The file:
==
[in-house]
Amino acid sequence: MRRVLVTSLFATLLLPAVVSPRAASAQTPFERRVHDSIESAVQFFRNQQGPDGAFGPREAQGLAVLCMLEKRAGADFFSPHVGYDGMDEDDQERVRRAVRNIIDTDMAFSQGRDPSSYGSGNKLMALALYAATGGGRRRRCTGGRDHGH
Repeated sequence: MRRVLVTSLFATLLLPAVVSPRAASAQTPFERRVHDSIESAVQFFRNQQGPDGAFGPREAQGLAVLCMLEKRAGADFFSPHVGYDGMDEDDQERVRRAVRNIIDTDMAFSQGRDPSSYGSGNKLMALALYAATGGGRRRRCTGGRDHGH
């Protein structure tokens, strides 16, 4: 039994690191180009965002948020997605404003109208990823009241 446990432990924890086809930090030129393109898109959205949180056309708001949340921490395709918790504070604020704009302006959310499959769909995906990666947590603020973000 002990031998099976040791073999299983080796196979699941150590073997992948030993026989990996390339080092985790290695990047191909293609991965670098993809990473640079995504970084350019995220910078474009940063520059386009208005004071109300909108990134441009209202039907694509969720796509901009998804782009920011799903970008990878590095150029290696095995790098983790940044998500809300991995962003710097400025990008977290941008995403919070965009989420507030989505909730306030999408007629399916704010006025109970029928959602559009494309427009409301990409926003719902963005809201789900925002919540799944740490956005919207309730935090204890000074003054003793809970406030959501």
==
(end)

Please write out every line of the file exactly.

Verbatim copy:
[in-house]
Amino acid sequence: MRRVLVTSLFATLLLPAVVSPRAASAQTPFERRVHDSIESAVQFFRNQQGPDGAFGPREAQGLAVLCMLEKRAGADFFSPHVGYDGMDEDDQERVRRAVRNIIDTDMAFSQGRDPSSYGSGNKLMALALYAATGGGRRRRCTGGRDHGH
Repeated sequence: MRRVLVTSLFATLLLPAVVSPRAASAQTPFERRVHDSIESAVQFFRNQQGPDGAFGPREAQGLAVLCMLEKRAGADFFSPHVGYDGMDEDDQERVRRAVRNIIDTDMAFSQGRDPSSYGSGNKLMALALYAATGGGRRRRCTGGRDHGH
């Protein structure tokens, strides 16, 4: 039994690191180009965002948020997605404003109208990823009241 446990432990924890086809930090030129393109898109959205949180056309708001949340921490395709918790504070604020704009302006959310499959769909995906990666947590603020973000 002990031998099976040791073999299983080796196979699941150590073997992948030993026989990996390339080092985790290695990047191909293609991965670098993809990473640079995504970084350019995220910078474009940063520059386009208005004071109300909108990134441009209202039907694509969720796509901009998804782009920011799903970008990878590095150029290696095995790098983790940044998500809300991995962003710097400025990008977290941008995403919070965009989420507030989505909730306030999408007629399916704010006025109970029928959602559009494309427009409301990409926003719902963005809201789900925002919540799944740490956005919207309730935090204890000074003054003793809970406030959501």